Roughage Up Your Diet
Contributed by: News Canada
By Stephanie Lawrence
(NC) - Fibre is an important part of a healthy diet, but unfortunately many of us are not getting our fill. Adults should be consuming at least 21 grams a day and ideally 35 grams, but we are only averaging between 4.5 and 11 grams. So what is fibre and where do we find it so we can get more of it?
Fibre is generally divided into two broad classes: soluble and insoluble and most high fibre foods contain both types. Soluble fibre is found in oatmeal and oat bran, legumes, beans, nuts, psyllium and pectin in fruits. Insoluble fibre is found in vegetables and fruit (especially the skin), wheat bran, flax seed and whole grains.
Fibre helps lower blood cholesterol and manage blood sugars. A diet high in fibre also provides plenty of vitamins and minerals, and because it promotes a feeling of fullness, it can help in weight management. It also helps move food through your digestive system quickly and efficiently and may decrease risk of heart disease and prevent certain types of cancer.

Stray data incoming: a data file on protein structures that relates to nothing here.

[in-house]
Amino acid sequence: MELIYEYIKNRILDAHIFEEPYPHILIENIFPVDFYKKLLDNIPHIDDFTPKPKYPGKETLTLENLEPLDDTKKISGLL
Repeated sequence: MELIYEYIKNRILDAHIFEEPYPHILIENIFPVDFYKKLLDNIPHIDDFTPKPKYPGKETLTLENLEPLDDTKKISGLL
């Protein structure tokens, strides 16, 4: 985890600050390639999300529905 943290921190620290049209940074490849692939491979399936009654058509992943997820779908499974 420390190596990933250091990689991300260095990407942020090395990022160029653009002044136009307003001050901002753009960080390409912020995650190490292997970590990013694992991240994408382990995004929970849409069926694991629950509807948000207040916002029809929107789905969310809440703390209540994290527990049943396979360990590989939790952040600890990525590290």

Carol Dombrow, Heart and Stroke Foundation registered dietitian offers the following tips to help you work more fibre into your diet:
- Eat more unpeeled (but well washed) vegetables and fruit.
- Look at the Nutrition Facts table on packaged foods and choose higher fibre choices.
- Look for labels that say high or very high source of fibre which means the food has at least 4 to 6 grams of fibre per serving.
- Start your day off with a high fibre cereal, and try to consume some fibre at each snack and meal.
- Choose foods with 2 grams or more fibre each day.
- Make at least half of your grain products whole grain.
- Replace half the flour in baking with whole wheat or oat flour.
- Add lentils or cooked beans to soups, salads and casseroles.
- Add dried fruits, nuts or seeds to yogurt, salad and muffins.
- Check for Health Check. The Heart and Stroke Foundation's Health Check program is based on Canada's Food Guide. Health Check products meet nutrient criteria developed by the Foundation's registered dietitians. Learn more at www.healthcheck.org.